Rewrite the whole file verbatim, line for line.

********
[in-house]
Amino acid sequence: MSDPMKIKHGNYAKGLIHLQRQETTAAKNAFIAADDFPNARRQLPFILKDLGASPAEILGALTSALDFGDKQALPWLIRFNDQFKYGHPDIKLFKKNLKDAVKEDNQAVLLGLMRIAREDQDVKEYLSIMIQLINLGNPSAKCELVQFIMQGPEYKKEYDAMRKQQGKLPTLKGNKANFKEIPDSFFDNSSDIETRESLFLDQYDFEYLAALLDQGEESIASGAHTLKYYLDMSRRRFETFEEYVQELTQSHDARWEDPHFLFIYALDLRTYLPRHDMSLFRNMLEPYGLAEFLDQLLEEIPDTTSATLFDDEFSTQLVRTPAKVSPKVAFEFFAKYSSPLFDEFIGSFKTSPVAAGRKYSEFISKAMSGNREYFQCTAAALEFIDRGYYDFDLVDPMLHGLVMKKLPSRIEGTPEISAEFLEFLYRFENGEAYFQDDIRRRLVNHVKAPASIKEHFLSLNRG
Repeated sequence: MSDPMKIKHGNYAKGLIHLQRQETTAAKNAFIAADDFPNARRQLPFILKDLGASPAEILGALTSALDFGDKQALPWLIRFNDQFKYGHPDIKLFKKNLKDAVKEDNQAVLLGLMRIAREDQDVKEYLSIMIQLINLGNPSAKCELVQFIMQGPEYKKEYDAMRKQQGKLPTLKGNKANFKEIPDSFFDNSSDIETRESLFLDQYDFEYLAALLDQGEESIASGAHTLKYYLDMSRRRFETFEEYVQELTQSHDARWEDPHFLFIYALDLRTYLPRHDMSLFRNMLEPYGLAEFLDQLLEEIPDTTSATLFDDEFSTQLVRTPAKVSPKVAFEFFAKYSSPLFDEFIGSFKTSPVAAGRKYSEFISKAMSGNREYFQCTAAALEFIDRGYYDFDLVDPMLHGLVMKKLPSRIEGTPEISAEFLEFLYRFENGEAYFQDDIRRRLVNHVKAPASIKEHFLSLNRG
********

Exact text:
[in-house]
Amino acid sequence: MSDPMKIKHGNYAKGLIHLQRQETTAAKNAFIAADDFPNARRQLPFILKDLGASPAEILGALTSALDFGDKQALPWLIRFNDQFKYGHPDIKLFKKNLKDAVKEDNQAVLLGLMRIAREDQDVKEYLSIMIQLINLGNPSAKCELVQFIMQGPEYKKEYDAMRKQQGKLPTLKGNKANFKEIPDSFFDNSSDIETRESLFLDQYDFEYLAALLDQGEESIASGAHTLKYYLDMSRRRFETFEEYVQELTQSHDARWEDPHFLFIYALDLRTYLPRHDMSLFRNMLEPYGLAEFLDQLLEEIPDTTSATLFDDEFSTQLVRTPAKVSPKVAFEFFAKYSSPLFDEFIGSFKTSPVAAGRKYSEFISKAMSGNREYFQCTAAALEFIDRGYYDFDLVDPMLHGLVMKKLPSRIEGTPEISAEFLEFLYRFENGEAYFQDDIRRRLVNHVKAPASIKEHFLSLNRG
Repeated sequence: MSDPMKIKHGNYAKGLIHLQRQETTAAKNAFIAADDFPNARRQLPFILKDLGASPAEILGALTSALDFGDKQALPWLIRFNDQFKYGHPDIKLFKKNLKDAVKEDNQAVLLGLMRIAREDQDVKEYLSIMIQLINLGNPSAKCELVQFIMQGPEYKKEYDAMRKQQGKLPTLKGNKANFKEIPDSFFDNSSDIETRESLFLDQYDFEYLAALLDQGEESIASGAHTLKYYLDMSRRRFETFEEYVQELTQSHDARWEDPHFLFIYALDLRTYLPRHDMSLFRNMLEPYGLAEFLDQLLEEIPDTTSATLFDDEFSTQLVRTPAKVSPKVAFEFFAKYSSPLFDEFIGSFKTSPVAAGRKYSEFISKAMSGNREYFQCTAAALEFIDRGYYDFDLVDPMLHGLVMKKLPSRIEGTPEISAEFLEFLYRFENGEAYFQDDIRRRLVNHVKAPASIKEHFLSLNRG